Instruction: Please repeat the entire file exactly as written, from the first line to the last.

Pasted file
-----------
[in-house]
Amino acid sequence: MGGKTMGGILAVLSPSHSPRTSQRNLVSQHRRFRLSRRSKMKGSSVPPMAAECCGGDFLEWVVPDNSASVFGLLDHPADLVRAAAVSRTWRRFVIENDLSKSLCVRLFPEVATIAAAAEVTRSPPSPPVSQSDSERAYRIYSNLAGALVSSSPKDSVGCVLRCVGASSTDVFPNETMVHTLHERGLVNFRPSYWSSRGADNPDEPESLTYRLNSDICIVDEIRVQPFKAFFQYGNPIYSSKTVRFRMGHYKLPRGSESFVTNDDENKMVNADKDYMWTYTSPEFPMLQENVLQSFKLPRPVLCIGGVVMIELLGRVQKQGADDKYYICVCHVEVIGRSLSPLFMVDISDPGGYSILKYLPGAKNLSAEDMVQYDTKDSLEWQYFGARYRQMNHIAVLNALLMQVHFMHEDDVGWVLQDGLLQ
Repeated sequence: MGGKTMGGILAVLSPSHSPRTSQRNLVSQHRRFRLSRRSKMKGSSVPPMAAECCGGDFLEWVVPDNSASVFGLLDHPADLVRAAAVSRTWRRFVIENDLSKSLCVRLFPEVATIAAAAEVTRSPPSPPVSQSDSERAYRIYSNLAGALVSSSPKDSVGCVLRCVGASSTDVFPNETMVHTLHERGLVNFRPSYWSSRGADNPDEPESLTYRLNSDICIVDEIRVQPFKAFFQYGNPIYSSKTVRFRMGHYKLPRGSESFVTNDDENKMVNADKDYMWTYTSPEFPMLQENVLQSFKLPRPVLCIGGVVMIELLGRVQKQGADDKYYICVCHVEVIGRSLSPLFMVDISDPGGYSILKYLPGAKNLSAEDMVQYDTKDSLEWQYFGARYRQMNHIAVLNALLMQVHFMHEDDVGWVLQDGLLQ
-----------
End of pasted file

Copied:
[in-house]
Amino acid sequence: MGGKTMGGILAVLSPSHSPRTSQRNLVSQHRRFRLSRRSKMKGSSVPPMAAECCGGDFLEWVVPDNSASVFGLLDHPADLVRAAAVSRTWRRFVIENDLSKSLCVRLFPEVATIAAAAEVTRSPPSPPVSQSDSERAYRIYSNLAGALVSSSPKDSVGCVLRCVGASSTDVFPNETMVHTLHERGLVNFRPSYWSSRGADNPDEPESLTYRLNSDICIVDEIRVQPFKAFFQYGNPIYSSKTVRFRMGHYKLPRGSESFVTNDDENKMVNADKDYMWTYTSPEFPMLQENVLQSFKLPRPVLCIGGVVMIELLGRVQKQGADDKYYICVCHVEVIGRSLSPLFMVDISDPGGYSILKYLPGAKNLSAEDMVQYDTKDSLEWQYFGARYRQMNHIAVLNALLMQVHFMHEDDVGWVLQDGLLQ
Repeated sequence: MGGKTMGGILAVLSPSHSPRTSQRNLVSQHRRFRLSRRSKMKGSSVPPMAAECCGGDFLEWVVPDNSASVFGLLDHPADLVRAAAVSRTWRRFVIENDLSKSLCVRLFPEVATIAAAAEVTRSPPSPPVSQSDSERAYRIYSNLAGALVSSSPKDSVGCVLRCVGASSTDVFPNETMVHTLHERGLVNFRPSYWSSRGADNPDEPESLTYRLNSDICIVDEIRVQPFKAFFQYGNPIYSSKTVRFRMGHYKLPRGSESFVTNDDENKMVNADKDYMWTYTSPEFPMLQENVLQSFKLPRPVLCIGGVVMIELLGRVQKQGADDKYYICVCHVEVIGRSLSPLFMVDISDPGGYSILKYLPGAKNLSAEDMVQYDTKDSLEWQYFGARYRQMNHIAVLNALLMQVHFMHEDDVGWVLQDGLLQ